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Woman Diagnosed as Paranoid and Schizophrenic, Psychiatric Report Says

November 21, 1985

NEW YORK (AP) _ The woman accused of murdering financier Nicholas Deak and his receptionist was diagnosed by psychiatrists three months ago as being paranoid and schizophrenic, court papers say.

The psychiatric report, issued in August, also found that Lois Lang, 44, was incompetent to stand trial on criminal charges in Washington state and was unlikely to be competent to stand trial in the future, The New York Times reported in today’s editions.

Lang, 44, was ordered held without bail Tuesday after being arraigned in the shooting of Deak, 80, chairman of Deak-Perera U.S., the nation’s largest non-bank dealer in currency and precious metals, and Frances Lauder, 58.

It also was revealed Wednesday that Lang received a master’s degree in physical education from the University of Illinois in 1968 and visited the campus this fall to request a scholarship to resume her studies.

Thomas Cureton, a retired professor who was her thesis adviser and saw her again this year, said Lang ″looked like she’d been pulled through a keyhole.″

″I just don’t believe it,″ said Marianna Trekell, another professor in the physical education department who knew Lang in the late 1960s and saw her several weeks ago on the school’s Champaign-Urbana campus. ″She was always well-prepared and conscientious, well-dressed and well-groomed.″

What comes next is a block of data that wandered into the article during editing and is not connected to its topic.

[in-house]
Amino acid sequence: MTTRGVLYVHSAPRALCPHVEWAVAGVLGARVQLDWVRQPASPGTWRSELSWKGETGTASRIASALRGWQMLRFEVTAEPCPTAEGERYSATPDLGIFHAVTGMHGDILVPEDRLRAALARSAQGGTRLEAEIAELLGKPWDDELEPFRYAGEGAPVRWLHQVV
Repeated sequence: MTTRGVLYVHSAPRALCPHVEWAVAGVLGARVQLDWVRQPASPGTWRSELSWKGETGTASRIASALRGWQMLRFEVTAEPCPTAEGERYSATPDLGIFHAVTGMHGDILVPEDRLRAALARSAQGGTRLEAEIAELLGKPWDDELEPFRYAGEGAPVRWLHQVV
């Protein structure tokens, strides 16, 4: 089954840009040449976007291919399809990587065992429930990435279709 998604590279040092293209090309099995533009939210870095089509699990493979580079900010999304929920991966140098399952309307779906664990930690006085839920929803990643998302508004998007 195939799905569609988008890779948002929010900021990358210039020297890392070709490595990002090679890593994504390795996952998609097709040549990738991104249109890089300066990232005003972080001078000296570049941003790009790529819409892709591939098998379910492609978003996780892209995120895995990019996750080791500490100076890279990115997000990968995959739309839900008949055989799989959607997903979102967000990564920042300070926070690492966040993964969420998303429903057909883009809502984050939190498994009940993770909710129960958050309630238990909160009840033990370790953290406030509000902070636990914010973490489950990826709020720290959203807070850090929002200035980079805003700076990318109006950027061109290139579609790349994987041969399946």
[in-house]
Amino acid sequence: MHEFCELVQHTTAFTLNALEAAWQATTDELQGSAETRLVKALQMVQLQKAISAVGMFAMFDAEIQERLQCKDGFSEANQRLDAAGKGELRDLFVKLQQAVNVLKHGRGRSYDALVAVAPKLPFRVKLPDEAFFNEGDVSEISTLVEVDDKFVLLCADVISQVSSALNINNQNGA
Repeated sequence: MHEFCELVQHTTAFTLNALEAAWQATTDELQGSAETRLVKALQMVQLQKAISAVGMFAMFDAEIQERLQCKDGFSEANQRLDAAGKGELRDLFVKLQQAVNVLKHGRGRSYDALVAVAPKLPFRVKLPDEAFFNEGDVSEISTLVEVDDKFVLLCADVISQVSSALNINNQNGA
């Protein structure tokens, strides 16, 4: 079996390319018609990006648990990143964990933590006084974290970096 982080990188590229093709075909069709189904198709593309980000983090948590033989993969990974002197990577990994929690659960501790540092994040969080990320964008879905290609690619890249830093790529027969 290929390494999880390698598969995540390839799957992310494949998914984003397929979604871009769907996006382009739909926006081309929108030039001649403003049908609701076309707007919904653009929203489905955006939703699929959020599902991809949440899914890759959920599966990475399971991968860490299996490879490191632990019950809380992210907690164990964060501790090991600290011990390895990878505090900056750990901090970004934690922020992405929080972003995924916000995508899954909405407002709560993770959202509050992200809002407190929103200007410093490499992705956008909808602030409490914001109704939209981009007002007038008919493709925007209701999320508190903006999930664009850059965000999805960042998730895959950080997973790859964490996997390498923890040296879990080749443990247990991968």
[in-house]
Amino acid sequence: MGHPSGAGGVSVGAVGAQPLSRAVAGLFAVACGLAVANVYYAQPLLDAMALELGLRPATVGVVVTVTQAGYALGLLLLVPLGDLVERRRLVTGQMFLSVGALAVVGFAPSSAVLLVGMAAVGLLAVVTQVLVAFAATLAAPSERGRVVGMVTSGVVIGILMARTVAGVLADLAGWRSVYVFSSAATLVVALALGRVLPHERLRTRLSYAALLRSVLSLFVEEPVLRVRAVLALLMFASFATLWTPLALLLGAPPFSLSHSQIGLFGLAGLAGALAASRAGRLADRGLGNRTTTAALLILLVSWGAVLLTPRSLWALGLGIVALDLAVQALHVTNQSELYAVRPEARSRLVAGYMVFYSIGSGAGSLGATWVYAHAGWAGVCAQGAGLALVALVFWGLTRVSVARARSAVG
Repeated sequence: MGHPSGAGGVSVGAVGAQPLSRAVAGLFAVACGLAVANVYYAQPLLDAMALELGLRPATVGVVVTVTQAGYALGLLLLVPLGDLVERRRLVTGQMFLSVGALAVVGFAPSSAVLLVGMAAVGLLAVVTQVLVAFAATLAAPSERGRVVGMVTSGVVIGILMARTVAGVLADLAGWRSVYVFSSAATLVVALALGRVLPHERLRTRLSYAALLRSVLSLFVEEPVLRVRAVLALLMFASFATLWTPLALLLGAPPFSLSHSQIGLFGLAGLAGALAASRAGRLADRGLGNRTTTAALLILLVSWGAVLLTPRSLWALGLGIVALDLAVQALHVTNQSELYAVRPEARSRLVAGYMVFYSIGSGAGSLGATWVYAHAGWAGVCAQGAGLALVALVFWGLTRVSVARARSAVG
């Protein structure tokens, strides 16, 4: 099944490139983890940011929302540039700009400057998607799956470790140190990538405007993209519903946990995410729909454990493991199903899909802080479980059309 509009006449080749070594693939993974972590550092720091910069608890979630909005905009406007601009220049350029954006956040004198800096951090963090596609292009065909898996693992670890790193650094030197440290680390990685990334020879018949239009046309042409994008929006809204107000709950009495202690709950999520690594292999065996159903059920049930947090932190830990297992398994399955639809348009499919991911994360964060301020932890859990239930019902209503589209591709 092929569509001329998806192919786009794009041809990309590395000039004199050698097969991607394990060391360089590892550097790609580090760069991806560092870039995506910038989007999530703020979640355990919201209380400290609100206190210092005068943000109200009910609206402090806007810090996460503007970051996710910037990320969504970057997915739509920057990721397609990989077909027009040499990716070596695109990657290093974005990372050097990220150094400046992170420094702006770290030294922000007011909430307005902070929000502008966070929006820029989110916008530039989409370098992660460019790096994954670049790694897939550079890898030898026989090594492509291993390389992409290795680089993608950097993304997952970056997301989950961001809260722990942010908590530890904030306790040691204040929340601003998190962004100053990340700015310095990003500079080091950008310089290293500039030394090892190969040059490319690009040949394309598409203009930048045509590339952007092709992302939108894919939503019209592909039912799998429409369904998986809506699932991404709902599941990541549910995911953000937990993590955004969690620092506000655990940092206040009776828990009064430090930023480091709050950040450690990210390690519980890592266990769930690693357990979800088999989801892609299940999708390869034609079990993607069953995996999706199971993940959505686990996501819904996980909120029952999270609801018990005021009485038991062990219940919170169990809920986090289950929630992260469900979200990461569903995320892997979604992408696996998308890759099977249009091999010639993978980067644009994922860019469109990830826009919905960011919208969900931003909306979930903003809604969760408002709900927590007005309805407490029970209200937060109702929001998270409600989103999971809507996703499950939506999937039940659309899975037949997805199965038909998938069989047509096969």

But, like Cureton, she noticed that Lang had changed.

″Everyone who had contact with her was stunned,″ Trekell said. ″She looked like a bag lady,″ wearing an old coat and with a hat pulled down over her head and carrying her possessions in a backpack.

Trekell and Cureton said that when Lang visited the campus this fall, she asked about obtaining a scholarship.

″She seemed lost,″ Cureton said. ″She didn’t know where she was going or what she was going to do.″

According to court records in King County, which includes Seattle, Lang was examined at Western Washington State Hospital, where she was found paranoid and schizophrenic. She was released after 14 days and a burglary charge was dropped.

Police in the Seattle area said they had had several encounters with Lang since 1982, including one in which she tried to grab an officer’s gun and one in which she threatened a cafeteria worker at the University of Washington.

Lang, who usually wore a green ″Robin Hood″ hat with a red feather, was a fixture on the Washington campus until three months ago, when she left for New York. She told an officer she was going to ″to rule the world.″

Mike Evans, a university police officer, said he knew Lang for several years. ″I’d always see her between 3 and 4 in the morning, moving out from Parrington (hall) to the heat vent by the flagpole. You could set your watch by her,″ he said. ″I never saw anthing that looked like violence. She seemed to be a very quiet, gentle person. I always approached her like she was an old friend.″

But police said she frequently claimed to own property clearly not hers, such as the university student union and a cottage she was accused of burglarizing in July.

Law enforcement sources in New York said Lang apparently believed the government had given her Deak-Perera in the 1940s. The sources, who spoke on the condition they not be identified, said Lang believed she had then entrusted Deak with the company.

When Deak & Co. filed for protection under federal bankruptcy laws last year, Lang became convinced that he had mismanaged the firm, and she decided to kill him, the sources said.

Lang told police that she arrived in the city Monday after an 1,100-mile bus trip from Orlando, Fla., and entered the Deak offices in lower Manhattan several hours later.

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